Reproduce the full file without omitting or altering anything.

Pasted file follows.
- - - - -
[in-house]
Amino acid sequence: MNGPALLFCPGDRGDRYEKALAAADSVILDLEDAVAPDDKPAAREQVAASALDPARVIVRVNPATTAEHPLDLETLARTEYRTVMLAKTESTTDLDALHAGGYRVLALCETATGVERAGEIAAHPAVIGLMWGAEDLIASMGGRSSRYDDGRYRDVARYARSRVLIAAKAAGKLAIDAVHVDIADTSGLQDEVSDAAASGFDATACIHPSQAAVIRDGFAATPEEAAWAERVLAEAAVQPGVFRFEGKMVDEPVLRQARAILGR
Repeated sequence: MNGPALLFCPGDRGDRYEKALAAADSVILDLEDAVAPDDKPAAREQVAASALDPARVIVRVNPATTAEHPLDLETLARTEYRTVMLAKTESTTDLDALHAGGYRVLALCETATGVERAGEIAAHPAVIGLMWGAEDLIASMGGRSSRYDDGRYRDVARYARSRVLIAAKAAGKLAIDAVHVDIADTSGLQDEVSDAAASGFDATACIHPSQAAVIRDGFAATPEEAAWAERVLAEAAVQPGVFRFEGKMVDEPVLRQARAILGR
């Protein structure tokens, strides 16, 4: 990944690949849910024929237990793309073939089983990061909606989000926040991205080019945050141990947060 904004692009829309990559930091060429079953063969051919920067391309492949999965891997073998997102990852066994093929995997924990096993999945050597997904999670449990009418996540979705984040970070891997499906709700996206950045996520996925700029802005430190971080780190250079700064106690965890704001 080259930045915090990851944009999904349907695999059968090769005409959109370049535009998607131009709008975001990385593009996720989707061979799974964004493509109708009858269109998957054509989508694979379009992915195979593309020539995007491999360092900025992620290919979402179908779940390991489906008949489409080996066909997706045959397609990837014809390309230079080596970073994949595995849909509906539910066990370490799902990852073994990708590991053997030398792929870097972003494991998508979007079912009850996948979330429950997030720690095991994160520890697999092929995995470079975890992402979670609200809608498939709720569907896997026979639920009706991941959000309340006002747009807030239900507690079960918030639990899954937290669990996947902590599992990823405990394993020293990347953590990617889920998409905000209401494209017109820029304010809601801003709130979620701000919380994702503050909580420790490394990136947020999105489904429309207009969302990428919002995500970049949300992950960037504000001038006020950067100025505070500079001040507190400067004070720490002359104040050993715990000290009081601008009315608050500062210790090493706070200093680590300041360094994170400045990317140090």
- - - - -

[in-house]
Amino acid sequence: MNGPALLFCPGDRGDRYEKALAAADSVILDLEDAVAPDDKPAAREQVAASALDPARVIVRVNPATTAEHPLDLETLARTEYRTVMLAKTESTTDLDALHAGGYRVLALCETATGVERAGEIAAHPAVIGLMWGAEDLIASMGGRSSRYDDGRYRDVARYARSRVLIAAKAAGKLAIDAVHVDIADTSGLQDEVSDAAASGFDATACIHPSQAAVIRDGFAATPEEAAWAERVLAEAAVQPGVFRFEGKMVDEPVLRQARAILGR
Repeated sequence: MNGPALLFCPGDRGDRYEKALAAADSVILDLEDAVAPDDKPAAREQVAASALDPARVIVRVNPATTAEHPLDLETLARTEYRTVMLAKTESTTDLDALHAGGYRVLALCETATGVERAGEIAAHPAVIGLMWGAEDLIASMGGRSSRYDDGRYRDVARYARSRVLIAAKAAGKLAIDAVHVDIADTSGLQDEVSDAAASGFDATACIHPSQAAVIRDGFAATPEEAAWAERVLAEAAVQPGVFRFEGKMVDEPVLRQARAILGR
């Protein structure tokens, strides 16, 4: 990944690949849910024929237990793309073939089983990061909606989000926040991205080019945050141990947060 904004692009829309990559930091060429079953063969051919920067391309492949999965891997073998997102990852066994093929995997924990096993999945050597997904999670449990009418996540979705984040970070891997499906709700996206950045996520996925700029802005430190971080780190250079700064106690965890704001 080259930045915090990851944009999904349907695999059968090769005409959109370049535009998607131009709008975001990385593009996720989707061979799974964004493509109708009858269109998957054509989508694979379009992915195979593309020539995007491999360092900025992620290919979402179908779940390991489906008949489409080996066909997706045959397609990837014809390309230079080596970073994949595995849909509906539910066990370490799902990852073994990708590991053997030398792929870097972003494991998508979007079912009850996948979330429950997030720690095991994160520890697999092929995995470079975890992402979670609200809608498939709720569907896997026979639920009706991941959000309340006002747009807030239900507690079960918030639990899954937290669990996947902590599992990823405990394993020293990347953590990617889920998409905000209401494209017109820029304010809601801003709130979620701000919380994702503050909580420790490394990136947020999105489904429309207009969302990428919002995500970049949300992950960037504000001038006020950067100025505070500079001040507190400067004070720490002359104040050993715990000290009081601008009315608050500062210790090493706070200093680590300041360094994170400045990317140090």